Massachusetts, New Hampshire, Rhode Island and Vermont were the only states to earn the full GROW ranking in all three measures.

Thirteen states got the lowest overall ranking, G: Alabama, Arizona, Arkansas, Florida, Illinois, Kentucky. Mississippi, Nevada, Oklahoma, Tennessee, Texas, West Virginia and Wyoming.

Illinois is home to 465,358 infants and toddlers, representing 3.6 percent of the state’s population. As many as 41 percent live in households with incomes less than twice the federal poverty level (in 2017, about $50,000 a year for a family of four), placing them at economic disadvantage. America’s youngest children are diverse and are raised in a variety of family contexts. A broad array of policies and services are required to ensure that all of them have an equitable start in life.

What needs to be done to avoid dreary consequences?

The United States needs more children, since its birth rate of 1.7 children per woman of childbearing age, is below the replacement rate of 2.1. Of course, having children is not enough, they need to be healthy, well fed, and well cared for, thus having the best chances to grow into dependable, successful adults.

Data from the report proves beyond any doubt that the nation has to invest more in its children, if it is to have a future. And the state of Illinois must also step up its game.

“We have to look at where are investments that need it the most and I think child care assistance is one of those,” said Janice Moenster, director of early childhood services at Children’s Home and Aid.

If solutions to make Illinois a better place for children to be born in are not found and implemented at a rapid pace, consequences can be dreary.

As a consequence of undernourishment, insufficient early education and poor housing, as well as other challenges, the report says, “these children may fall behind early, lag in later education and earnings achievements and experience health problems later in life or even have a shorter lifespan.”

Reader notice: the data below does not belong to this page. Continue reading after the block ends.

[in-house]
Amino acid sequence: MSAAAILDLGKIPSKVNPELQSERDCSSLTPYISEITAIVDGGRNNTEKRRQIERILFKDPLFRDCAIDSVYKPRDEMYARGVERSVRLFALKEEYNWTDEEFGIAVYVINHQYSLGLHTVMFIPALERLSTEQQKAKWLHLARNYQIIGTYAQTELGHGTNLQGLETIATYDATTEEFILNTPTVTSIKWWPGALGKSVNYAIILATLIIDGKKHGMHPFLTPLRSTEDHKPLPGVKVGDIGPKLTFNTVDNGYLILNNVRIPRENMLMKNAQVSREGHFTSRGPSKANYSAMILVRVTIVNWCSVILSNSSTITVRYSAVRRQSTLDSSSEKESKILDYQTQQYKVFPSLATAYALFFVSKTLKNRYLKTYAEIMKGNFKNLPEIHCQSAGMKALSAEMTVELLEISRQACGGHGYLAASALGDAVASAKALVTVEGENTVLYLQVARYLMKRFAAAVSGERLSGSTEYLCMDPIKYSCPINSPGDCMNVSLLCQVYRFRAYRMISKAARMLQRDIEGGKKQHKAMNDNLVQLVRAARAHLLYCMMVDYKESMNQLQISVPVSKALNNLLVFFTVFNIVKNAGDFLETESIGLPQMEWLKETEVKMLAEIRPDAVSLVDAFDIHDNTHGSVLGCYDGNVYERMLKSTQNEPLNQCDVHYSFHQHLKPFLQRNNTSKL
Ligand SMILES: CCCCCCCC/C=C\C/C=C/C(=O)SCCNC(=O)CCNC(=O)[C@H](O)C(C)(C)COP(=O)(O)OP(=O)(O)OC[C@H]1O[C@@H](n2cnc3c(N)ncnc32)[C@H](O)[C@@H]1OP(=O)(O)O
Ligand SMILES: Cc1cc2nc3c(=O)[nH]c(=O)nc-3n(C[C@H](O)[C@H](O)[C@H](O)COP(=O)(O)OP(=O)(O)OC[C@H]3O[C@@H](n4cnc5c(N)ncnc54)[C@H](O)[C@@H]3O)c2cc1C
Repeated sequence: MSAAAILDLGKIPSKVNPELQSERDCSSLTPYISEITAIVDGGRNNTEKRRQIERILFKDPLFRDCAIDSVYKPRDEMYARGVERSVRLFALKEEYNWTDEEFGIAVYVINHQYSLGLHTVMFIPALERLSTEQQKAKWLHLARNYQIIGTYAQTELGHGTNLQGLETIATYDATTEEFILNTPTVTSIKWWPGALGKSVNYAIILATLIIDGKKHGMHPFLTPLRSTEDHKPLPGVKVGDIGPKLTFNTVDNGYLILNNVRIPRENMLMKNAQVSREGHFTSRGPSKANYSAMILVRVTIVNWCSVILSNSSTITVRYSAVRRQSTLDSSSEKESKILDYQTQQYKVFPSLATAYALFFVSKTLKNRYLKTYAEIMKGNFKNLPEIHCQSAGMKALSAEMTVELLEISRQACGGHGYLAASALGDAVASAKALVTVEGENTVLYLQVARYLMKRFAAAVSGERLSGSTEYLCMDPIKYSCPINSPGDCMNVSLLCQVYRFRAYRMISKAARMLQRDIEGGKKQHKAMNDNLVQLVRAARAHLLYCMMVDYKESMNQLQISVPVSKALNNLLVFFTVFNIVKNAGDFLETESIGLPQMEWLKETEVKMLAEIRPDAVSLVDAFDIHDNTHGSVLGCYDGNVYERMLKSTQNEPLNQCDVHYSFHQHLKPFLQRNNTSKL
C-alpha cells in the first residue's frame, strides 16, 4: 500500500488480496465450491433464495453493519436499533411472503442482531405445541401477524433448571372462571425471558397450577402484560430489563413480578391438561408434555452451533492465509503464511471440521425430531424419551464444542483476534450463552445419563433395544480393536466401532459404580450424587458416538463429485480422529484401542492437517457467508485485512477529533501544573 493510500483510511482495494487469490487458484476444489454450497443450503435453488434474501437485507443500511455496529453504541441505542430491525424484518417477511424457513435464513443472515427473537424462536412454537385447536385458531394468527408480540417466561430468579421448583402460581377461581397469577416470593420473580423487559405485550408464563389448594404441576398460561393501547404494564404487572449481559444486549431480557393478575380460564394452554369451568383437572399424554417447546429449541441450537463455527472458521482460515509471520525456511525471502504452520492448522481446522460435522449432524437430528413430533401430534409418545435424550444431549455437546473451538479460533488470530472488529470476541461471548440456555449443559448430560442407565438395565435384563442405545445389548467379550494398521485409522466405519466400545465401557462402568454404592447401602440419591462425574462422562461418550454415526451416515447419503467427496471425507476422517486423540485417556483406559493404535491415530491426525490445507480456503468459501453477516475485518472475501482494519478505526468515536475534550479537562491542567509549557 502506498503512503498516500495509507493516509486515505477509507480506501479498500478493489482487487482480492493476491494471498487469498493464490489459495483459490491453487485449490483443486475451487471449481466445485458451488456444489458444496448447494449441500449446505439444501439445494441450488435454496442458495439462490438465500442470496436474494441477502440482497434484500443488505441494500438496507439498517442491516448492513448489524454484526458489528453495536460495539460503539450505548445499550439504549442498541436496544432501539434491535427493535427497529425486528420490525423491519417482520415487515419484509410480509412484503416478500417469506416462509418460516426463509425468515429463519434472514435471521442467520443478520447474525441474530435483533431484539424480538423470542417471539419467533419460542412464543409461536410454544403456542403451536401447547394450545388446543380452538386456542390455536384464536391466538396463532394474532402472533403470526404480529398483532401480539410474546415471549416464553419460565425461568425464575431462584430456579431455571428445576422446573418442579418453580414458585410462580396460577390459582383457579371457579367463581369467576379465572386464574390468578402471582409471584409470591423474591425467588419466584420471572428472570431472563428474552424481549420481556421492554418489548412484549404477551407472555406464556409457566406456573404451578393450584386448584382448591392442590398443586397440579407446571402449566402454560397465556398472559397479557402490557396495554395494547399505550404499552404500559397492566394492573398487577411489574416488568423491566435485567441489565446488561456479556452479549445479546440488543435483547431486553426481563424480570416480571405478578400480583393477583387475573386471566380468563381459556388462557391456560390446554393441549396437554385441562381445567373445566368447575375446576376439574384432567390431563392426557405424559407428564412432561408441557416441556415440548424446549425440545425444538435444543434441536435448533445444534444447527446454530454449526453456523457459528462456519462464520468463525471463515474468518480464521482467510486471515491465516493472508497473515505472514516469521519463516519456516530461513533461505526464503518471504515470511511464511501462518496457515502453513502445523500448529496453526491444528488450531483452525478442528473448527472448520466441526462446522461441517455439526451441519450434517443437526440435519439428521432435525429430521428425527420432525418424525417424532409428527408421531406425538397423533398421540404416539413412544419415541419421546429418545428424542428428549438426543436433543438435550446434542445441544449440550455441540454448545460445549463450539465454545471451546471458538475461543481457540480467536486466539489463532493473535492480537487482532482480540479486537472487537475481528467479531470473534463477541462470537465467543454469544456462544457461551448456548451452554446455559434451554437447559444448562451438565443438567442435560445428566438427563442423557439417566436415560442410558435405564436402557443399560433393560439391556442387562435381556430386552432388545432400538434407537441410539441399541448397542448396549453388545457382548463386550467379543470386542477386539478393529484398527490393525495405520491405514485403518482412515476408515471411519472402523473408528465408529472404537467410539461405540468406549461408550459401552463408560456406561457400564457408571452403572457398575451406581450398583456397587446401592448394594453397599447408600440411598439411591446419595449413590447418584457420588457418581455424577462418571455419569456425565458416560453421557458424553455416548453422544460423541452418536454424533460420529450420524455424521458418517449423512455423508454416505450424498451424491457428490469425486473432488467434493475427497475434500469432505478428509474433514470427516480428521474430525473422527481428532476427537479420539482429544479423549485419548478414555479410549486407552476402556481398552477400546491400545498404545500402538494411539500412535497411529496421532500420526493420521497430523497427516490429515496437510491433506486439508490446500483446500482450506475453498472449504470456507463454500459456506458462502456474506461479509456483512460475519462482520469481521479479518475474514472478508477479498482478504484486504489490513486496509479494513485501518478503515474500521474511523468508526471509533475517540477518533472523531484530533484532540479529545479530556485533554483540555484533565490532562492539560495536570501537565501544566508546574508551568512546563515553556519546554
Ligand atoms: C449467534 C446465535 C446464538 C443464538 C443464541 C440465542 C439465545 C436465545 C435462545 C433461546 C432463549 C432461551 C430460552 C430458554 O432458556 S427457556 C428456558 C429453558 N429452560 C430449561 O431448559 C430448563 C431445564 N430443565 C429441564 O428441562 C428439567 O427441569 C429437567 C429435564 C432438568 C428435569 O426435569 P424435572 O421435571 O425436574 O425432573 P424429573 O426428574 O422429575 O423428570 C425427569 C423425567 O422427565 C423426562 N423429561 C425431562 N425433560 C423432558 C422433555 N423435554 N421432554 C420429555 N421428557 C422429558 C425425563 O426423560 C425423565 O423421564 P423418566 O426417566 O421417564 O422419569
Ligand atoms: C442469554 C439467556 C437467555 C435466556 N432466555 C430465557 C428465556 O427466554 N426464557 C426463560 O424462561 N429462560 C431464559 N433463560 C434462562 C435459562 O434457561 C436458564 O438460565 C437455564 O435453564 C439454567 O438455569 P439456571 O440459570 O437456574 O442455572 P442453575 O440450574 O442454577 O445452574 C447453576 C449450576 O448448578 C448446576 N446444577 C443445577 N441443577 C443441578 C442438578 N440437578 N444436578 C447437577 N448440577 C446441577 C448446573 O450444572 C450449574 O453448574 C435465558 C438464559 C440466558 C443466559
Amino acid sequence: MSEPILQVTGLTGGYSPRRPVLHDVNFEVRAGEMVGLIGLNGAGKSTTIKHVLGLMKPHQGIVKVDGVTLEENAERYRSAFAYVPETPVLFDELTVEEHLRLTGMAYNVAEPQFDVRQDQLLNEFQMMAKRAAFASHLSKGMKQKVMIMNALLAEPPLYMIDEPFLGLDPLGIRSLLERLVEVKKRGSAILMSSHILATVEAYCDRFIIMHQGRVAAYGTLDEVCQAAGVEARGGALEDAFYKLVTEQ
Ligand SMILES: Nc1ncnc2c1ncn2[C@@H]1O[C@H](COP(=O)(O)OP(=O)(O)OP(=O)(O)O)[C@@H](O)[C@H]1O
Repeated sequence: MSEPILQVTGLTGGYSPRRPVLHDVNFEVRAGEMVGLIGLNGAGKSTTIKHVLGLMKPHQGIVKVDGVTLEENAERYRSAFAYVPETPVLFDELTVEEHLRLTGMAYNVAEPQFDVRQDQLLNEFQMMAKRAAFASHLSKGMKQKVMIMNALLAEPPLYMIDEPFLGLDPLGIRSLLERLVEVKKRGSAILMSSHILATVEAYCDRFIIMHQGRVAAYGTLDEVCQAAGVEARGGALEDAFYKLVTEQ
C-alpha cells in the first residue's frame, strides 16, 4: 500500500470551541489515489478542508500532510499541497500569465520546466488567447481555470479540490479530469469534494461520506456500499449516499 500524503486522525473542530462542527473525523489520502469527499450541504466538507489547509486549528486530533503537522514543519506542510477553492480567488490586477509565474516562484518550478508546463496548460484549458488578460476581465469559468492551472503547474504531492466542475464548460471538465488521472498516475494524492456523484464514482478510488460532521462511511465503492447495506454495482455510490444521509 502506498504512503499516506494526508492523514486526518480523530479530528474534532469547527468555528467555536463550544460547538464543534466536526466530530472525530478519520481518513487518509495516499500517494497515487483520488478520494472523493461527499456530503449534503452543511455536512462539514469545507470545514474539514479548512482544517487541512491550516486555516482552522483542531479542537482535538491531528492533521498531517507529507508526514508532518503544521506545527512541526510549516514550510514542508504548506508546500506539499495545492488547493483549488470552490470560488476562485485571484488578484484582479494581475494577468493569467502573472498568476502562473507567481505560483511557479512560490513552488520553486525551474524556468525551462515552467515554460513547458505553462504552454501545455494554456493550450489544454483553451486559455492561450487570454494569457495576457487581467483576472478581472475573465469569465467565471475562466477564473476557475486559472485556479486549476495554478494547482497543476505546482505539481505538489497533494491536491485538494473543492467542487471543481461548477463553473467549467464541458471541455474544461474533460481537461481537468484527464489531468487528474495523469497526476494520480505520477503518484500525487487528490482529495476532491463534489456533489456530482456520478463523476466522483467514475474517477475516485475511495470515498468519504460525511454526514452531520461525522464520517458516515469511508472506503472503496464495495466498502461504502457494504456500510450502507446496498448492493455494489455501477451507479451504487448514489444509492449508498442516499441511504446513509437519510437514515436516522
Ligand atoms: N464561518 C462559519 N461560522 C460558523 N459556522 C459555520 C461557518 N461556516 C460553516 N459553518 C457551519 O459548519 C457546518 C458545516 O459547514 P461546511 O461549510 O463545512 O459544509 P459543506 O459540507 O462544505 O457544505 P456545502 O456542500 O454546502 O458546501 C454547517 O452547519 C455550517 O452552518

“Our work is rooted in the belief that every child deserves to live the best, healthiest life possible,” said Jamie Bussel, senior program officer at the Robert Woods Johnson Foundation, one of the child advocates who spoke at the event revealing the report results. Bussel added that families need “enough paid family leave to bond” and caregivers who have experienced trauma need support. “That’s the recipe to help not just children, but their families thrive”, she added.

Bussel and others reiterated the need to work with communities — families and policymakers included — to be sure that “no babies start and stay behind because of where they live.”

“There is no better way to predict the future of our nation than to look at how we are treating our babies today. It is a bundle of unlimited potential. We cannot afford to squander that,” Jones-Taylor said.

About ZERO TO THREE

ZERO TO THREE works to ensure all infants and toddlers benefit from the family and community connections critical to their well-being and development. Since 1977, the organization has advanced the proven power of nurturing relationships by transforming the science of early childhood into helpful resources, practical tools and responsive policies for millions of parents, professionals and policymakers.

About Think BabiesTM

ZERO TO THREE created the Think Babies campaign to make the potential of every baby a national priority. When we Think Babies and invest in infants, toddlers, and their families, we ensure a strong future for us all.